Jumping into outrageous 20/4, 7 day water fasting is a recipe for disaster. Instead, try the one-day-at-a-time, intermittent fasting approach: water fasting for one day then taking a day off, followed by two days of water fasting and a day off your water fast, steadily increasing to the desired timeline.
The recommended amount of time for a water fast is up to 72 hours, as any longer may pose health risks if not evaluated by a medical professional.
Setting small attainable goals will not only boost your self-confidence, but it will help build mental endurance for a longer water fasting goal. If you’re pressed for time and have Jedi willpower, it’s absolutely doable to tackle a full 72 hour water fast right out the gate, however expect it to be uncomfortable. It’s wise to prepare the body for such a drastic change by slowly decreasing food intake in the days prior to water fasting.
Use of a food diary is an excellent way to track the gradual tapering of calories in preparation for your water fast as well as to prevent developing an eating disorder and other unhealthy eating habits.
The Nitty Gritty for Water Fasting Weight Loss
So now that we know the how-to’s and the what-for’s, it’s time to evaluate a water fast as an effective means for weight loss.
It’s not the water fast per say that is causing weight loss, rather the caloric restrictions by the lack of food consumption imposed by only taking in water. We know the not-so-secret secret of losing body fat is to create a calorie deficit and by consuming a calorie-free diet of only water, we will be doing exactly that, but how realistic and successful is it?
It’s estimated that a 3,500 calorie deficit per week will result in approximately one pound of fat loss.
Your activity level and the length of the water fast are going to play a large role in that total deficit. A short term water fast is unlikely to produce the necessary requirements to fulfill this demand; however, after healthy preparation or long term water fasting, there may be an opportunity to burn stored fat.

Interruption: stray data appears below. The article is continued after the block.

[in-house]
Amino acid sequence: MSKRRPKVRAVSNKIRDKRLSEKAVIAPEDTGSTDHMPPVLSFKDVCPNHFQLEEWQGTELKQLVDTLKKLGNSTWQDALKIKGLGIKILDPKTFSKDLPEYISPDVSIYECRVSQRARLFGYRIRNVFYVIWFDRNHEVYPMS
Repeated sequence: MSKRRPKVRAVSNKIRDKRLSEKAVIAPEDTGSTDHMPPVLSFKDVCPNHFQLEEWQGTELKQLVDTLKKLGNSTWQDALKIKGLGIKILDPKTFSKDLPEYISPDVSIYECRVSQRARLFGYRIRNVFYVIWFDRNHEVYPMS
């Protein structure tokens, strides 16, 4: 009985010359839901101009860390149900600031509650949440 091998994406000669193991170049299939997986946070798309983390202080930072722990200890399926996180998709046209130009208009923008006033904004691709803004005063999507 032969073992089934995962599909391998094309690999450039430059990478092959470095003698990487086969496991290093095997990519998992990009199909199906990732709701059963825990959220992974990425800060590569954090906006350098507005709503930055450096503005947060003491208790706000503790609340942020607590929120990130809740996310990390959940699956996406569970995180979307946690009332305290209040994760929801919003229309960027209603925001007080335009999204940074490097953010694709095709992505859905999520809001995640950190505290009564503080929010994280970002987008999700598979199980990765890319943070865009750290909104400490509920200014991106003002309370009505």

Take into account that our bodies will be flushing water rapidly, so this will account for a change in the scale; unfortunately, we don’t operate on water and sunshine so this change to our body weight is likely to reverse upon “refeeding” as our bodies replace the lost fluids. Bear in mind, the sudden loss of water can be attributed to blood pressure problems.
Although there may be some overall health benefits of water fasting that may increase your life span, water fasting can also negatively affect your blood pressure, blood sugar, and kidney function which in turn may shorten your life span.
While water only fasting can pose long term benefits, when implemented in a healthy manner and over an extended period of time, the more immediate weight loss benefit favors the temporary shedding of water weight to achieve a leaner look rather than immediate fat loss. In other words, don’t expect a significant change in your body mass index or muscle mass.
If you’re looking for a way to lose weight quickly but not permanently, with extreme calorie restriction, water fasting may be the more appealing answer; however, adjusting eating habits for a more balanced diet is ultimately the best method of losing weight and poses more health benefits.
Krystal is a weightlifting enthusiast and new mother wading the waters of postpartum fitness. She lives on the Texas Gulf Coast with her husband, baby girl, and two dogs. She is tired, she is hungry, and she really hates burpees.